Are you about to rent an apartment through a letting agent?


Carl Seffer
Framsidan av en lägenhetsbyggnad där man kan hyra lägenhet.
Do you know what your rights as a tenant are?

In many parts of the country, finding an apartment is a challenge, to say the least. Especially in larger cities and close to universities, many people find it difficult to rent an apartment. Many are therefore forced to sublet their home. As a second hand tenant, it can sometimes be difficult to know what rights you have.

Something that has become increasingly common in recent years is renting through letting agents. Then the property owner rents out the apartment to a letting agent, who then rents the apartment out to a tenant. In some cases, this can affect the tenant in the form of higher rents. It also sometimes leads to the tenant losing their protected tenancy. Protected tenancy means that you as a tenant have the right to an extension of your lease if the landlord terminates your agreement before the contract has expired.

In some cases, as a second hand tenant who rents your apartment through a letting agency, you may also be entitled to a first-hand contract, reimbursement of any excess rent you may have paid and fair rent in the future. To find out if you have the right to get a first-hand contract, get back rent you’ve paid or even have the right to have your rent adjusted, you need to review your lease with a lawyer.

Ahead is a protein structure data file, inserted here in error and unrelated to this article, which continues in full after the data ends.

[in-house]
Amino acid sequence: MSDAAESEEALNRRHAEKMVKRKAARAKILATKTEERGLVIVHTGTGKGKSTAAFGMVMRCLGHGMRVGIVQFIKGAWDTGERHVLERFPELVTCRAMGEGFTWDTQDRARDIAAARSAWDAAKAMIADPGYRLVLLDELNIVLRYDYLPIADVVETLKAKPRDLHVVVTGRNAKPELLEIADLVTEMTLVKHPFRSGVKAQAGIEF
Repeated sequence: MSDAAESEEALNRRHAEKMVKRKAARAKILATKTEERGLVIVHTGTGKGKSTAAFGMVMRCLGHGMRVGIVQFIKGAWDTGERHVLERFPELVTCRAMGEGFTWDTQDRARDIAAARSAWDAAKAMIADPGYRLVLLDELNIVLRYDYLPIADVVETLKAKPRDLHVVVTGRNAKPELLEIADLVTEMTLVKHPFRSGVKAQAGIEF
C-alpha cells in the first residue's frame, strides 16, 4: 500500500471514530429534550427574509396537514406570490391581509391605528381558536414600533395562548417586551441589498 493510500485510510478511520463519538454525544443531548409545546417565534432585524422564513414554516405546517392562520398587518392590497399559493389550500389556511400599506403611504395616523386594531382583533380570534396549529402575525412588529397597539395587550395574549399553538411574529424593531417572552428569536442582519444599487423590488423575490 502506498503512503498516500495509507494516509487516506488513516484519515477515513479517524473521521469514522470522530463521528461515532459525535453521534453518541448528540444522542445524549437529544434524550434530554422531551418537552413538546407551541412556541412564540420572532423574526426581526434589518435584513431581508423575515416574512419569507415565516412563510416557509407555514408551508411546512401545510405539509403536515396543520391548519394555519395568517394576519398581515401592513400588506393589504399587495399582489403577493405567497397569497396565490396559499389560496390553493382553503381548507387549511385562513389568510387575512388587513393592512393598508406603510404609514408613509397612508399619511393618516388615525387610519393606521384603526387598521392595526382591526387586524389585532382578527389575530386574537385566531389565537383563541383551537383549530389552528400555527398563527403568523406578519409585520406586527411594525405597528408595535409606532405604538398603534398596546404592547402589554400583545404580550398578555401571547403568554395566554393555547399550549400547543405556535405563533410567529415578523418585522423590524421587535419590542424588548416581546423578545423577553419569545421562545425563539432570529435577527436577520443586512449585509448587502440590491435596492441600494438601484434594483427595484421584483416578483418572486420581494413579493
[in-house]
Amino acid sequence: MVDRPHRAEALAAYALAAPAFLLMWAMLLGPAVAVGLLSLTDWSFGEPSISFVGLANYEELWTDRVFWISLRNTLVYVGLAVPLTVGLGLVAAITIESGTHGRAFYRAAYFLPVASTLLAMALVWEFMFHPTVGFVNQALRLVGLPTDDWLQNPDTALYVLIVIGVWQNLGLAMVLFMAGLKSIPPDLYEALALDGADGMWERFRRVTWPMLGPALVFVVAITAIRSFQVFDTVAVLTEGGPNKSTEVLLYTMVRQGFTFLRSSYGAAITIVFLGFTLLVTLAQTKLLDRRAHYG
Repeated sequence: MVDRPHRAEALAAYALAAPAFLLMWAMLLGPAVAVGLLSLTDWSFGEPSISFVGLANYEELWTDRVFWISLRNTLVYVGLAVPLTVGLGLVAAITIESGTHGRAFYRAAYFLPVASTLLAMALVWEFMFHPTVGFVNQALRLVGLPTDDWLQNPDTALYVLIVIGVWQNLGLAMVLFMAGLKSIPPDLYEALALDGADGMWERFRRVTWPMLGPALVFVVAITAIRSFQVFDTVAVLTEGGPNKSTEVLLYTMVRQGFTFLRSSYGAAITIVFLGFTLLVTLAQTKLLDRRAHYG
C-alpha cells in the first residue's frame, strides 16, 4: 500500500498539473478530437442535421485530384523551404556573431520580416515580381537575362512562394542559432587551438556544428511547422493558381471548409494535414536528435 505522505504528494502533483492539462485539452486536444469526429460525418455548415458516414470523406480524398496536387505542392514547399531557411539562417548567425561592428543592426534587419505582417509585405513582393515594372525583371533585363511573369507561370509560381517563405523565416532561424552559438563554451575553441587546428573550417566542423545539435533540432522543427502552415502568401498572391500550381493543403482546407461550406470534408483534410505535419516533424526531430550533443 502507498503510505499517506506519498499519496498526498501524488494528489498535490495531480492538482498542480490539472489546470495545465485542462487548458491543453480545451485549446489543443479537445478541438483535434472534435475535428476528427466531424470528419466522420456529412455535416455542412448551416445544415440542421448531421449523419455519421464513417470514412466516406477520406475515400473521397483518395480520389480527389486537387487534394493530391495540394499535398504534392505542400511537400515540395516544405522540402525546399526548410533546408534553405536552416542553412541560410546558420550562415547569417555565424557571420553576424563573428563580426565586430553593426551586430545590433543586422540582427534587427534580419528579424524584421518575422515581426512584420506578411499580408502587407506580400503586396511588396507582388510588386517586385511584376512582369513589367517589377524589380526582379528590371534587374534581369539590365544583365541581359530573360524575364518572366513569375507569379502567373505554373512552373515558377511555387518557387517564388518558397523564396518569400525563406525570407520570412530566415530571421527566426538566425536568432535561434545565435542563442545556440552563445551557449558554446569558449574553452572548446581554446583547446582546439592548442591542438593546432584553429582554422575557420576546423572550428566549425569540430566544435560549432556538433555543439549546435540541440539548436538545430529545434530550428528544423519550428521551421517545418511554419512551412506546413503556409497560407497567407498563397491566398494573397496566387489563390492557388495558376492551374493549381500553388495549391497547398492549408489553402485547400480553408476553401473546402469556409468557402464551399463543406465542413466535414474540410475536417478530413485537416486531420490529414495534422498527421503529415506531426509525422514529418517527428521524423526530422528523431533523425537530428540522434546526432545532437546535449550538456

How do you know you’re renting an apartment through a letting agency?

When letting agencies sublet apartments, it risks eroding the Swedish residential rental market. It becomes more difficult for people to find apartments with reasonable rent. At the same time, the letting agents can drive up rental prices when they own the rental contracts for several residential areas. By extension, it also results in fewer available rental apartments on the market.

You can easily find out if you’re subletting your apartment by looking at the name plate at the main door of the house where you live. The owner of the house must be named there. Compare the name with the name that appears on your lease. If there’s a different name on your lease than what’s on the nameplate, you’re most likely renting your apartment through a letting agent.

Talk to a lawyer

Do you need help from an expert in rental and housing issues? Book a video call with Carl Seffer in the Kliently app.

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